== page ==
Snap’s unusual structure has created breakthroughs but could it break the company

This fall, employees on the product team of Snap received a surprising message from CEO Evan Spiegel telling them to stop what they were working on. Plans have changed.


Since its stock price was falling and user growth was stagnant, Snap would undertake a mad dash to overhaul its flagship app. In just over six weeks starting in October, the company shifted 100 engineers to the project codenamed “Cheetah” aimed at simplifying Snapchat in a way that shifts its focus from big publishers back to close friends.

The result, which creates a separate, dynamic feed for content from your friends and another one for publishers and other users who don’t follow you, is supposed to be rolling out to users although Snap is yet reveal when to expect it.

Snap has placed the redesign as a more evolved form of social media. “While blurring the lines between professional content creators and your friends has been an interesting internet experiment, it has also produced some strange side-effects (like fake news) and made us feel like we have to perform for our friends rather than just express ourselves,” the company said in a statement.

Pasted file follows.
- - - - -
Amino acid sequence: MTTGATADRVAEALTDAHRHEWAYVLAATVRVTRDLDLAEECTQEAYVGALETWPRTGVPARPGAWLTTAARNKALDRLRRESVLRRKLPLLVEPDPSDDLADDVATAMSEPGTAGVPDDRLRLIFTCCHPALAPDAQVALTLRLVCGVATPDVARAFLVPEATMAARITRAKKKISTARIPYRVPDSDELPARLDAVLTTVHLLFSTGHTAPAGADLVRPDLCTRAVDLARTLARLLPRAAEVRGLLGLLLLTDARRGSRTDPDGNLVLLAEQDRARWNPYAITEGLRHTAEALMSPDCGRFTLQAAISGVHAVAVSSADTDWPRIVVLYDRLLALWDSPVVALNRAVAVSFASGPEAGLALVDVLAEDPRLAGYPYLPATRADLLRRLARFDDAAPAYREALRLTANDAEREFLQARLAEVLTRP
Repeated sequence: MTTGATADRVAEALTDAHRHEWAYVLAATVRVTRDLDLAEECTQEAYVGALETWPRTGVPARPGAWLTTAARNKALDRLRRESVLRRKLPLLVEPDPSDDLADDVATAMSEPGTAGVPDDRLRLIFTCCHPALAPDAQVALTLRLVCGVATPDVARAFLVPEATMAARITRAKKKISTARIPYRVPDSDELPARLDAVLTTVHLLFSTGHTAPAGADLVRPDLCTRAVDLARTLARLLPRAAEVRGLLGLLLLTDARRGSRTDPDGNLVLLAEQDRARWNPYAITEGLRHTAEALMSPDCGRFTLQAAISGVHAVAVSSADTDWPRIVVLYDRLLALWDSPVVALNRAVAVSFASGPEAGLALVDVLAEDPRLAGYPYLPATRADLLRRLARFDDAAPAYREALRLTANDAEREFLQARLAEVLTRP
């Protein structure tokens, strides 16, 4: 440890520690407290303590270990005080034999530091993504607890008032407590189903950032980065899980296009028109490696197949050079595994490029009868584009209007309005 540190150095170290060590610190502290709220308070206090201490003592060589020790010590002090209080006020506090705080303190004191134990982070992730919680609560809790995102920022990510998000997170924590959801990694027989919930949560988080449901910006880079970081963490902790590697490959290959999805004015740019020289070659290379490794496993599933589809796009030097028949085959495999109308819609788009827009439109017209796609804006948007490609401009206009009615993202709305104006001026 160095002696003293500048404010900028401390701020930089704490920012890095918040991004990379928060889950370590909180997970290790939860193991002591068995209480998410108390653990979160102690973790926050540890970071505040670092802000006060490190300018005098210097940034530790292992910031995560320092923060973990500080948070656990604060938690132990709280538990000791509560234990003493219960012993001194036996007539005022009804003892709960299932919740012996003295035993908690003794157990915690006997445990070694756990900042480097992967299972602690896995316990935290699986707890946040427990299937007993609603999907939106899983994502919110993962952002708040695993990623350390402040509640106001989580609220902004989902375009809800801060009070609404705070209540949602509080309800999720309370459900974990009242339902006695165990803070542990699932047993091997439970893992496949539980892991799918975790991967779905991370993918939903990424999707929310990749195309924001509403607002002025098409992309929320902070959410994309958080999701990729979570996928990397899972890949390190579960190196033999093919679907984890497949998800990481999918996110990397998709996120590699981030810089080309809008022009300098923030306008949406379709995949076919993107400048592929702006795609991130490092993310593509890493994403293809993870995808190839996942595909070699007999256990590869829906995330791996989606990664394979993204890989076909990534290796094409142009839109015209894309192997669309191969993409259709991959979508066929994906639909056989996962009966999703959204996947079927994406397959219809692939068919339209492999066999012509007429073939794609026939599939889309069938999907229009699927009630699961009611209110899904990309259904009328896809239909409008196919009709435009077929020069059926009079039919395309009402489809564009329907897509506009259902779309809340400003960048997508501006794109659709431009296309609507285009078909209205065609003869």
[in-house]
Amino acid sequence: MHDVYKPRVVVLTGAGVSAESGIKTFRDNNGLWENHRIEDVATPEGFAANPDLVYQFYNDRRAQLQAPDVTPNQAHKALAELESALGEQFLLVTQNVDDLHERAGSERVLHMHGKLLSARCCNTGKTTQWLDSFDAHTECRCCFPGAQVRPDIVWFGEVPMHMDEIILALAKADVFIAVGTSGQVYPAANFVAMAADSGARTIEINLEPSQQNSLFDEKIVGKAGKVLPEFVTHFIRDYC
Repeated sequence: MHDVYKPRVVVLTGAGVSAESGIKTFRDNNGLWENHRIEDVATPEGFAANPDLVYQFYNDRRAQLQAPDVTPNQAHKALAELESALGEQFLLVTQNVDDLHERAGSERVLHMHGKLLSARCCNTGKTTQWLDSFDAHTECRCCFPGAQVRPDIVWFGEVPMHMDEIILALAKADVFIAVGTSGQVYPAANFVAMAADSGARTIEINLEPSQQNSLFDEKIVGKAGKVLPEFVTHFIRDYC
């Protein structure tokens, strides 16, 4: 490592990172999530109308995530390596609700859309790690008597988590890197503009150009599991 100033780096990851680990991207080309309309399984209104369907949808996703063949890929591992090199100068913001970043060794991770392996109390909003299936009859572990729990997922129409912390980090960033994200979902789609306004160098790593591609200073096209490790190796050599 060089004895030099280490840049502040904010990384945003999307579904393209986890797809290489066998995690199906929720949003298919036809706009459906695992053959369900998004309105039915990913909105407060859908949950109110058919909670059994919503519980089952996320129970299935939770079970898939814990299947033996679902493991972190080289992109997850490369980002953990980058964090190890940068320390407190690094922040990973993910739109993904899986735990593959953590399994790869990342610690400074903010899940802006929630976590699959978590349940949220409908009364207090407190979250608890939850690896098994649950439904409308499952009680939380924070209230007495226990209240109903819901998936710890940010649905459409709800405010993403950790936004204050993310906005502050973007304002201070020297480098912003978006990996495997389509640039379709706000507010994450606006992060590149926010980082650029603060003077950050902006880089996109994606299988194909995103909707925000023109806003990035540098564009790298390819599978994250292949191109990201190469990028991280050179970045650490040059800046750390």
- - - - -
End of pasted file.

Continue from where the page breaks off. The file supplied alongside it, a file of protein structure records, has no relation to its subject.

The hub-and-spoke model means the company can sometimes iterate faster than its peers, cutting through internal politics to arrive at visionary breakthroughs. However, the model can also create bottlenecks that result in core complaints going unaddressed for months or years, confirmed by insiders. Among other consequences, Spiegel’s more deliberate approach can put the company at a disadvantage to Facebook, which has not just cloned its most successful products, but has also rapidly iterated on them.

Furthermore, at Snap, Spiegel’s priorities reign supreme, and everything else is secondary. Spiegel’s instincts have also led the company astray. Former employees said Snapcash and Spectacles has cost the company time and money. Snap lost an eye-popping $443 million in the past quarter. The company’s stock price has declined by $15 billion, or about 60 percent, since it went public in March.



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